SPRINGFIELD, Mo. — Following a wrongful death lawsuit against Agape Boarding School, abuse survivors are bringing to light what they said are holes in the legal system.
”There’s been no serious independent law enforcement investigation of these horrors,” said David Clohessy, Volunteer Director for the Survivors Network of those Abused by Priests (SNAP). “Most of the wrongdoers at the school, both those who perpetuated abuse and who could conceal the abuse, most of those wrongdoers still today, years later, face no real consequences.”
In 2021, the state legislature passed a law that requires all boarding schools to be licensed.
“It was the fact that they could be unlicensed and fly under the radar, that all of these abuses could occur,” attorney Rebecca Randles said. “Unfortunately, the enforcement on that is still patchy, and not all of the boarding schools, even in Missouri, have yet complied with the licensure.”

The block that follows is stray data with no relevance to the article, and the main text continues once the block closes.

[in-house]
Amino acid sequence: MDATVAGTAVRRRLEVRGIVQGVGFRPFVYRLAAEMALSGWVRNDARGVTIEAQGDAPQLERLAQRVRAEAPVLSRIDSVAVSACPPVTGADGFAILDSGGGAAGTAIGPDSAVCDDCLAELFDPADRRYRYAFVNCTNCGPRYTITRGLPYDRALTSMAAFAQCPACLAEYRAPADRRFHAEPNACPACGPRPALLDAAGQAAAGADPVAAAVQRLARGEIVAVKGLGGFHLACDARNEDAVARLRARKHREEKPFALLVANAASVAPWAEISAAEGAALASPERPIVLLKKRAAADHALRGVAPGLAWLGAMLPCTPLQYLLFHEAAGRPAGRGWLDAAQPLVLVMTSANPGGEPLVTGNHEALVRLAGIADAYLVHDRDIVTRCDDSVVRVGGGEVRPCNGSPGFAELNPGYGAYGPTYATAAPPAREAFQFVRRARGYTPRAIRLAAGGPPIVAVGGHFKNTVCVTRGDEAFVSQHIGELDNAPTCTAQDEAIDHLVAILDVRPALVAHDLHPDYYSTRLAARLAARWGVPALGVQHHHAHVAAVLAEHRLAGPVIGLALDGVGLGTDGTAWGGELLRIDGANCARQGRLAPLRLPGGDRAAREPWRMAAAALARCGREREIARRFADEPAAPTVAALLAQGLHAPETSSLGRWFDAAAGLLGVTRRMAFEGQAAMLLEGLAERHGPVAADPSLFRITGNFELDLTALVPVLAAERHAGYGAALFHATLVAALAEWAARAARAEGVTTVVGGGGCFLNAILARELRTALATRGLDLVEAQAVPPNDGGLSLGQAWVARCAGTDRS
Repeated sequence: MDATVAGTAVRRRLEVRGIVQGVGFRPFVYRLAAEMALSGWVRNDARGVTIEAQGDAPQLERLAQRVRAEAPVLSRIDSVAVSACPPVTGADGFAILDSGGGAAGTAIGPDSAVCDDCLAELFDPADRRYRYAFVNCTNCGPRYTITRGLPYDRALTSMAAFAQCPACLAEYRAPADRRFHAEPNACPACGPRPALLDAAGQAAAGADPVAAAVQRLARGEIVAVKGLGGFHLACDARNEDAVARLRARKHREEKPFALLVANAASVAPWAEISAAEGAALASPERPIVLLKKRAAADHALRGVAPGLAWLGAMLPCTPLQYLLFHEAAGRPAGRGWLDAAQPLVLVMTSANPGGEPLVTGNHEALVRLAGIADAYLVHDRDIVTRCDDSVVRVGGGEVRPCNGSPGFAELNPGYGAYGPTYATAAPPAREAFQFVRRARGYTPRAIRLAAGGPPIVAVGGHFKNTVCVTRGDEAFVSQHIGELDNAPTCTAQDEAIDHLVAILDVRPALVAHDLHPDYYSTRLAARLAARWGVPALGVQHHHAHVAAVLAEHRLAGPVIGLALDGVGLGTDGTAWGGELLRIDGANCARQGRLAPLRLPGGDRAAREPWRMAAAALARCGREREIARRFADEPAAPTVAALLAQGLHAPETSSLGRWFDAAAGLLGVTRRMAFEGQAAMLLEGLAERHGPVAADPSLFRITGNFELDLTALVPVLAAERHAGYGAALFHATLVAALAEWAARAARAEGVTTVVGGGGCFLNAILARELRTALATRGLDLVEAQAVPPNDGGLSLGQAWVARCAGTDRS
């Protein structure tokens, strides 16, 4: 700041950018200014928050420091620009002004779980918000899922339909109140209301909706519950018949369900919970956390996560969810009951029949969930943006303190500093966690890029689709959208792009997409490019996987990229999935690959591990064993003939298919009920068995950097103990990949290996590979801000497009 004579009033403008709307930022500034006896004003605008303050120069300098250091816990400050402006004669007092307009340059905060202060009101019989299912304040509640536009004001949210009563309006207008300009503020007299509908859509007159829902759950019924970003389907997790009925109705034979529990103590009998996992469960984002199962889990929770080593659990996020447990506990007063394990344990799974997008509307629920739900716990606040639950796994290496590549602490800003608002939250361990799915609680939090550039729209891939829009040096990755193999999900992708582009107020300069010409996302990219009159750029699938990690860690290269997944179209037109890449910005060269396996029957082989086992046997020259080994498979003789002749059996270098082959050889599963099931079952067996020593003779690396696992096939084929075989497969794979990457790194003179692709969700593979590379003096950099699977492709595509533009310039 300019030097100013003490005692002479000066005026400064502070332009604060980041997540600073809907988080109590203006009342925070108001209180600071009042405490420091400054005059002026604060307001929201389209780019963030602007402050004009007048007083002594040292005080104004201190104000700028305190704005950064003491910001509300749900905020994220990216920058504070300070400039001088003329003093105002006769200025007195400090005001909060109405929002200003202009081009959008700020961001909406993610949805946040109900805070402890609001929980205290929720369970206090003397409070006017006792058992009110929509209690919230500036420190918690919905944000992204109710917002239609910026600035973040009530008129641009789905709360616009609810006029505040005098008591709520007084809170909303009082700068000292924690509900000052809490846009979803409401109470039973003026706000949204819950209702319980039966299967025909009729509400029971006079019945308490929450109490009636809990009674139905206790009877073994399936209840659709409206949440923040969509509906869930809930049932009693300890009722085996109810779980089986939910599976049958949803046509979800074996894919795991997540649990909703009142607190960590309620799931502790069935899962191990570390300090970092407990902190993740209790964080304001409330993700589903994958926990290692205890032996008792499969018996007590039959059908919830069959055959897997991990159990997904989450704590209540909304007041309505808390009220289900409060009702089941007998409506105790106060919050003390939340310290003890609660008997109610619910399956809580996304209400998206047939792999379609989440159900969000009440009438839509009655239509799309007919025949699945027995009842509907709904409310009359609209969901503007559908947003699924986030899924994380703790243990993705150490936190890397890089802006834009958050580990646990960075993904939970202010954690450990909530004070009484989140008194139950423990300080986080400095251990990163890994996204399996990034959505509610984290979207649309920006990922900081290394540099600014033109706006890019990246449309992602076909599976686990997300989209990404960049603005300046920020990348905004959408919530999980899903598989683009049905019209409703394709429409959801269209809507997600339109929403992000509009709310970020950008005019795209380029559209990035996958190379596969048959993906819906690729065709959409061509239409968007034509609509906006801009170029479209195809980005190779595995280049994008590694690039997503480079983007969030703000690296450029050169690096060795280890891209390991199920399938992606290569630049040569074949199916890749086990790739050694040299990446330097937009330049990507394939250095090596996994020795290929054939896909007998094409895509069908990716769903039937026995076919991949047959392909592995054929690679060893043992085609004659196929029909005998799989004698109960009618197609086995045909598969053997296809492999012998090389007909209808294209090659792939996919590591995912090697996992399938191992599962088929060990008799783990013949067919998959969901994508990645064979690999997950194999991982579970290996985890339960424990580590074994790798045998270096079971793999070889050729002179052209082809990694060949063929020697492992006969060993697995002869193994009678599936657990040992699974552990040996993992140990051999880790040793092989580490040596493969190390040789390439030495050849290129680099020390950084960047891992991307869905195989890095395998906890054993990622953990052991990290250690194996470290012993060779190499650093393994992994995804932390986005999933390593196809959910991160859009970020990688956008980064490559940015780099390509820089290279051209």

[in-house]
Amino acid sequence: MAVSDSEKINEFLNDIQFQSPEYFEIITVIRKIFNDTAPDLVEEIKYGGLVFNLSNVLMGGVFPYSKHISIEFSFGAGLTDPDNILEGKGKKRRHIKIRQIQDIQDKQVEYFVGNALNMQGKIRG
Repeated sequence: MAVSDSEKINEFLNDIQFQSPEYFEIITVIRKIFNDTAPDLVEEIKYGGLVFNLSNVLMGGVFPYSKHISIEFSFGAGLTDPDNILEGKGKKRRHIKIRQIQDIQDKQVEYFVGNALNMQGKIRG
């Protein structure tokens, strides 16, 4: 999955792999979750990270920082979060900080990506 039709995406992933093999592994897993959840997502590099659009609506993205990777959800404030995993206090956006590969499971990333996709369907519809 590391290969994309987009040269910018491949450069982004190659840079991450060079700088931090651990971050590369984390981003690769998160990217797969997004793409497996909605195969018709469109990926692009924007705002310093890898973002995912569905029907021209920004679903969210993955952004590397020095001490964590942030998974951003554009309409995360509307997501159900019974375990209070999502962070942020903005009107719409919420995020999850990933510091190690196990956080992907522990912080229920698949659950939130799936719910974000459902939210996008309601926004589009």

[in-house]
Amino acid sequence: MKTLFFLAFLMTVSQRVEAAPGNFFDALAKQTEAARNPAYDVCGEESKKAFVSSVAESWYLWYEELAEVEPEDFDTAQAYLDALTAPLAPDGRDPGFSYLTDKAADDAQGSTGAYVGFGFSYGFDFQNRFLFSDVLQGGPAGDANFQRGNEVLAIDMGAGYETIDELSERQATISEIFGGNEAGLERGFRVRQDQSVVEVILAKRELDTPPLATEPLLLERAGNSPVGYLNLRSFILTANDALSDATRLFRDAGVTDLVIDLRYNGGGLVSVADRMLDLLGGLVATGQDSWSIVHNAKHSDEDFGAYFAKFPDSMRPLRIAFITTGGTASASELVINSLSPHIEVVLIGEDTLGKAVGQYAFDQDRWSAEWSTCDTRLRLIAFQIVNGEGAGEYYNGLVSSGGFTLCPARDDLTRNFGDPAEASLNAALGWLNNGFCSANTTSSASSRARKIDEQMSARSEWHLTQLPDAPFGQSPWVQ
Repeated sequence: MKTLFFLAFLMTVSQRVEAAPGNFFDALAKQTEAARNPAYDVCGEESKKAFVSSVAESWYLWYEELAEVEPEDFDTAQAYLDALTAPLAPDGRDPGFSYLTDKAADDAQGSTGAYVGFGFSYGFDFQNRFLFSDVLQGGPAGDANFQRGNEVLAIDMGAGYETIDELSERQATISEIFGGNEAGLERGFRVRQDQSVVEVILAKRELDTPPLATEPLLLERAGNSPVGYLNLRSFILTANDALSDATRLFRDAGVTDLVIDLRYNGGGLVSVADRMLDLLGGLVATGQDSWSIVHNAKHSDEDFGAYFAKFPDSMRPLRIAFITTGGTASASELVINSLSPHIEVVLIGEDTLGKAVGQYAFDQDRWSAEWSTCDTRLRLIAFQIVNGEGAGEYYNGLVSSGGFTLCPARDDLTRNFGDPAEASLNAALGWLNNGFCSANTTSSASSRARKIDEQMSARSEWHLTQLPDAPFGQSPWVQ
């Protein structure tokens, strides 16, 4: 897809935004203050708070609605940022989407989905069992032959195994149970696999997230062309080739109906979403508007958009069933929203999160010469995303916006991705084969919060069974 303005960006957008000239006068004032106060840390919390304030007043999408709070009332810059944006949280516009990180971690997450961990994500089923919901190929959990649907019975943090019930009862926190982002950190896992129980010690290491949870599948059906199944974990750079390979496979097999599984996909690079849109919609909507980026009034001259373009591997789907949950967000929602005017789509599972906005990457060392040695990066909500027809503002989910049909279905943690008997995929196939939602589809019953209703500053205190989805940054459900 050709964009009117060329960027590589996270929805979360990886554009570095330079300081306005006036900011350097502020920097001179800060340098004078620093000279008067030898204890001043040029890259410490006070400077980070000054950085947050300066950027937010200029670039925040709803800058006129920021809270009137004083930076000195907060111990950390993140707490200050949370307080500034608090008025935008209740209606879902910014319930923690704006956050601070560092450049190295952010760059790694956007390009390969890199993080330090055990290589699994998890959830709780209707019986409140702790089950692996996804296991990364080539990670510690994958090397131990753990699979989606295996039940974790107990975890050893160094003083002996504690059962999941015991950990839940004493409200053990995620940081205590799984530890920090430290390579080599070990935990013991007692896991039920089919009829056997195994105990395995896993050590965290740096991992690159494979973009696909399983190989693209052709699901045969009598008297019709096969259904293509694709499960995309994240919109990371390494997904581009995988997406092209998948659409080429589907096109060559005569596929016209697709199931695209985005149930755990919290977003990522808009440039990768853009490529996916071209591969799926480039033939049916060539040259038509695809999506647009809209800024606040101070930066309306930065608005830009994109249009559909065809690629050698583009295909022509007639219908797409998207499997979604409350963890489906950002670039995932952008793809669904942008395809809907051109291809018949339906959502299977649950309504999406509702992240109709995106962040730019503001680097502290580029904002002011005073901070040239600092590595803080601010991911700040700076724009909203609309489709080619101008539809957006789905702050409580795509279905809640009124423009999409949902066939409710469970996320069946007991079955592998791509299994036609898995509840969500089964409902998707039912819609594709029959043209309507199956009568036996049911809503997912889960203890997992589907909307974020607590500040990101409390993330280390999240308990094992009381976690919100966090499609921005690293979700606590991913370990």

As far as the consequences go for abuse at an institution like Agape, they are not always what survivors hope for.
“What they want is for this to stop,” Randles said. “Unfortunately, in the civil system, the only thing you can get is money. But money is a terrible means of exchange. The way our system is set up, not every perpetrator is going to go to jail.”
Abuse survivors said they want stricter punishments for everyone involved.
“No threat of penalty is going to deter a child molester,” Clohessy said. “I really believe that. But severe penalties and public shaming and jail sentences, those are going to deter all the folks who knew or suspected and kept quiet. There have been in the past and there will again be in the next legislative session, a measure to extend or eliminate the statute of limitations. We would urge lawmakers to seriously consider that.”
Hearings and motions for the wrongful death lawsuit will be heard in a Springfield courtroom.